Hugh Dallas, former head of referee development at the Scottish Football Association, is not impressed with Celtic manager Neil Lennon's behaviour after his team's Scottish Cup semi-final defeat to Hearts: "I can't remember in 25 years of refereeing seeing a manager run that far onto a pitch to bully a referee."

Rio Ferdinand is saddened after being left out of England's squad for Euro 2012: "Absolutely loved playing for England. To say I am gutted is an understatement of the highest order."


Bolton midfielder Fabrice Muamba speaks of his incredible recovery after suffering a cardiac arrest during a match against Tottenham: "On the morning of the game I prayed with my father and asked God to protect me - and he didn't let me down."


Manchester City boss Roberto Mancini after Mario Balotelli brushed off reports he broke a club curfew by scoring against Bolton: "Maybe next time if he goes to sleep early he can score three or four goals."

Mancini sums up another exasperating week trying to manage Balotelli: "I told him, 'If you played with me, 10 years ago, I give to you every day one punch in your head!"'.


Henning Berg criticises Blackburn, five months before taking over as Rovers manager: "There are no real managers with credibility who would accept a job like that."

QPR boss Mark Hughes looks forward after escaping relegation from the Premier League on the final day of the season: "I feel we'll never be in this situation again while I'm the manager." He was sacked in November, with his team bottom.


Arsenal manager Arsene Wenger defends himself against criticism from fans after substituting Alex Oxlade-Chamberlain in a loss to Manchester United: "I've been a manager for 30 years and have made 50,000 subs. I do not have to justify every decision I make."

Mario Balotelli's agent Mino Raiola is unhappy with referee Howard Webb's after his client is subjected to retrospective action for stamping on Tottenham's Scott Parker: "I'm really mad and I think the Football Association should send this referee to the optician."

Christopher Samba hits out at Blackburn owners Venky's before eventually securing a move away from Ewood Park: "I've got nothing against the manager. This is between me and the owners. It's personal."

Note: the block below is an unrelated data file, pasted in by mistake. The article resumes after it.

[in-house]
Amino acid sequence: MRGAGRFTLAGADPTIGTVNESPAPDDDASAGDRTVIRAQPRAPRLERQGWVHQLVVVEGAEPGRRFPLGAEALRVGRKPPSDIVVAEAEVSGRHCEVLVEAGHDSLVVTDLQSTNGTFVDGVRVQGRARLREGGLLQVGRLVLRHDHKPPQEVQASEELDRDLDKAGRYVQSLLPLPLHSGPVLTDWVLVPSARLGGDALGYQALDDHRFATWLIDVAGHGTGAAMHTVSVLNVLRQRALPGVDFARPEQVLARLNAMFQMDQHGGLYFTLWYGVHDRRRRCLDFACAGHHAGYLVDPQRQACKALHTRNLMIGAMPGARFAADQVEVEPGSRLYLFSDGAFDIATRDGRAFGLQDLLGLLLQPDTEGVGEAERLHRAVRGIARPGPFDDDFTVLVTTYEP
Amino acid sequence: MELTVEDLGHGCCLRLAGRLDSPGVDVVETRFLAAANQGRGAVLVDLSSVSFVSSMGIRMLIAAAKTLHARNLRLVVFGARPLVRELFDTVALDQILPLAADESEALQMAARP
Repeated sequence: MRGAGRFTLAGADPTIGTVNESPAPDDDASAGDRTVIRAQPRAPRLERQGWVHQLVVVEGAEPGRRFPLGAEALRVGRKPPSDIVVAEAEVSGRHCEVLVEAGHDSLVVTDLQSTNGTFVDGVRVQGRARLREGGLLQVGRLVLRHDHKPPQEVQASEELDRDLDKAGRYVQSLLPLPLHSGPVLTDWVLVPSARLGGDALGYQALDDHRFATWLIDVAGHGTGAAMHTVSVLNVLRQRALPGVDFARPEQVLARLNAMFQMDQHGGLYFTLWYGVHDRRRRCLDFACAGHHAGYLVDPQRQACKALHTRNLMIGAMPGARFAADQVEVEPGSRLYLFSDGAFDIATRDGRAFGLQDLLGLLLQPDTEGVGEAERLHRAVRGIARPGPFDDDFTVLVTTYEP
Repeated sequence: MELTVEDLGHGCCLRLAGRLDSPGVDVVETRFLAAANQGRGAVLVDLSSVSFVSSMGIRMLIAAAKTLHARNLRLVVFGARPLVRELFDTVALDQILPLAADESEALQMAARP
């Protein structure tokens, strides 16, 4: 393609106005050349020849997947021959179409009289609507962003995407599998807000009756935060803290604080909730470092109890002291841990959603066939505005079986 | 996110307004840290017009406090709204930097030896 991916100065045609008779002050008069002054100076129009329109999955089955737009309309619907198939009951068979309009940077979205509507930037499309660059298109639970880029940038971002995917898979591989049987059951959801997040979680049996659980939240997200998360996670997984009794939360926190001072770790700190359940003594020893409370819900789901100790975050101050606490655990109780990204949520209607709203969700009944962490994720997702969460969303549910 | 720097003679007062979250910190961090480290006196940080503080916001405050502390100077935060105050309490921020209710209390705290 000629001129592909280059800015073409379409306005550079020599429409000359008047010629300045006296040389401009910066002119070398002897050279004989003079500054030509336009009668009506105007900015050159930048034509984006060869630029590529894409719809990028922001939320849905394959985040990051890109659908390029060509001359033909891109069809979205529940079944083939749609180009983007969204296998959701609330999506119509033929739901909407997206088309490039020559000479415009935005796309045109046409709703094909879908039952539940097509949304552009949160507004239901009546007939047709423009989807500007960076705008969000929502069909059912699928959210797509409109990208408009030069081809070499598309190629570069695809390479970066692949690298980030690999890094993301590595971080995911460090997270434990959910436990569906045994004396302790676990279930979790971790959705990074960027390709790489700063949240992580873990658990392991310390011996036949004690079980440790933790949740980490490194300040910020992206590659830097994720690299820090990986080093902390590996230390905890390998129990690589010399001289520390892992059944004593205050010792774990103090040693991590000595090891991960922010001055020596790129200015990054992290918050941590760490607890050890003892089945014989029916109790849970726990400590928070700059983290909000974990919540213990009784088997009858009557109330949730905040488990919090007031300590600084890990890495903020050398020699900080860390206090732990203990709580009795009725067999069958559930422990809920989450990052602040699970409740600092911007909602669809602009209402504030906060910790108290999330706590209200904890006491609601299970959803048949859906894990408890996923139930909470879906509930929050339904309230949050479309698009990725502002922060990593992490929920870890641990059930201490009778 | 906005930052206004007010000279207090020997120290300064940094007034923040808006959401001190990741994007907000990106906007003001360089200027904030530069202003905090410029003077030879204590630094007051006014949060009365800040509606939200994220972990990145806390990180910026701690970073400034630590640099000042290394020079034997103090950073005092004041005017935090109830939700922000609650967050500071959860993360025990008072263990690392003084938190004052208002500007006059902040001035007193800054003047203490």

Swindon boss Paolo di Canio reminisces about beating Man Utd as a player before his side's Capital One Cup clash with Aston Villa: "Sending Manchester United out was amazing. It was like having sex with Madonna, and beating Villa as a manager would be just as good."

Shanghai Shenhua owner Zhu Jun after signing Didier Drogba from Chelsea: "It's like flirting with a girl. Perhaps she will resist you at first, but if you continue to ask her out, it always ends well. Never give up."

Rafael Nadal has no intention of watching a full re-run of his marathon 5hr 53min Australian Open final defeat to Novak Djokovic: "No, it's too long. Just the highlights."

David Moyes sees the funny side after Liverpool's Luis Suarez dives in front of him to celebrate a goal, the Everton manager having previously suggested the player goes to ground easily: "I thought it was great. I actually quite liked that - it is the sort of thing I would have done had I scored."

Reading manager Brian McDermott after his team surrender a 4-0 lead to lose a Capital One Cup tie to Arsenal 7-5: "This game will be remembered for a long time, and that makes me feel a whole lot worse!"

Former Oasis frontman and Manchester City fan Liam Gallagher makes an impromptu appearance at a post-match press conference: "Ferguson must have been on the whisky. I love Mancini, he is nearly as cool as me."

Sir Alex Ferguson is starting to feel he let Cristiano Ronaldo leave Manchester United on the cheap: "Never mind £80million, I'm saying to myself now that it should have been £800million."


Roy Hodgson vows never to reveal England team details to fellow Tube passengers again: "I've paid for it. I shall learn in future, and maybe this will be a lesson for all those people who see me on the Tube."

Harry Redknapp after being cleared of tax-dodging charges at Southwark Crown Court: "It really has been a nightmare, I've got to be honest. It's been five years and this is a case that should never have come to court because it's unbelievable really."